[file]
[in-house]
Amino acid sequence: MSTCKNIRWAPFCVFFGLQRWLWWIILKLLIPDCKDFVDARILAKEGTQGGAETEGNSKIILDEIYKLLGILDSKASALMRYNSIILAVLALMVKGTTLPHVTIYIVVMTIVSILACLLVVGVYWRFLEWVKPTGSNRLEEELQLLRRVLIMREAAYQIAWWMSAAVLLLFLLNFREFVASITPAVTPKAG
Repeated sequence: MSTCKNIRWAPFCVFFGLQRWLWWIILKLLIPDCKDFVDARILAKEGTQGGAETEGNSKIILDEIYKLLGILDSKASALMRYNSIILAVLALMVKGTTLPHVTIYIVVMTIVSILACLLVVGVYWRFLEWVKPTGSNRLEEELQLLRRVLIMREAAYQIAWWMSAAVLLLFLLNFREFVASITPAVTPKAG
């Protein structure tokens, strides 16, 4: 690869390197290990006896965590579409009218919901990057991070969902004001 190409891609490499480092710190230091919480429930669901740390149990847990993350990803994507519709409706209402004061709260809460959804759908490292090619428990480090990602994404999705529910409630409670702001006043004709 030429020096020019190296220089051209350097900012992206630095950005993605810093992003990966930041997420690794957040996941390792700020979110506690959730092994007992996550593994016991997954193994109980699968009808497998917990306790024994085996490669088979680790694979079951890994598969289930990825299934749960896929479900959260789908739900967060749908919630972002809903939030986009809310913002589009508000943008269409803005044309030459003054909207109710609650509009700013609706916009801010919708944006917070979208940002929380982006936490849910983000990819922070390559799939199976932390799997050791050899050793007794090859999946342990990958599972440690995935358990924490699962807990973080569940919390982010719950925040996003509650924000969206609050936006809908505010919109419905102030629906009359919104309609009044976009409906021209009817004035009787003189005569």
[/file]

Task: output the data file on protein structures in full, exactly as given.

[in-house]
Amino acid sequence: MSTCKNIRWAPFCVFFGLQRWLWWIILKLLIPDCKDFVDARILAKEGTQGGAETEGNSKIILDEIYKLLGILDSKASALMRYNSIILAVLALMVKGTTLPHVTIYIVVMTIVSILACLLVVGVYWRFLEWVKPTGSNRLEEELQLLRRVLIMREAAYQIAWWMSAAVLLLFLLNFREFVASITPAVTPKAG
Repeated sequence: MSTCKNIRWAPFCVFFGLQRWLWWIILKLLIPDCKDFVDARILAKEGTQGGAETEGNSKIILDEIYKLLGILDSKASALMRYNSIILAVLALMVKGTTLPHVTIYIVVMTIVSILACLLVVGVYWRFLEWVKPTGSNRLEEELQLLRRVLIMREAAYQIAWWMSAAVLLLFLLNFREFVASITPAVTPKAG
């Protein structure tokens, strides 16, 4: 690869390197290990006896965590579409009218919901990057991070969902004001 190409891609490499480092710190230091919480429930669901740390149990847990993350990803994507519709409706209402004061709260809460959804759908490292090619428990480090990602994404999705529910409630409670702001006043004709 030429020096020019190296220089051209350097900012992206630095950005993605810093992003990966930041997420690794957040996941390792700020979110506690959730092994007992996550593994016991997954193994109980699968009808497998917990306790024994085996490669088979680790694979079951890994598969289930990825299934749960896929479900959260789908739900967060749908919630972002809903939030986009809310913002589009508000943008269409803005044309030459003054909207109710609650509009700013609706916009801010919708944006917070979208940002929380982006936490849910983000990819922070390559799939199976932390799997050791050899050793007794090859999946342990990958599972440690995935358990924490699962807990973080569940919390982010719950925040996003509650924000969206609050936006809908505010919109419905102030629906009359919104309609009044976009409906021209009817004035009787003189005569």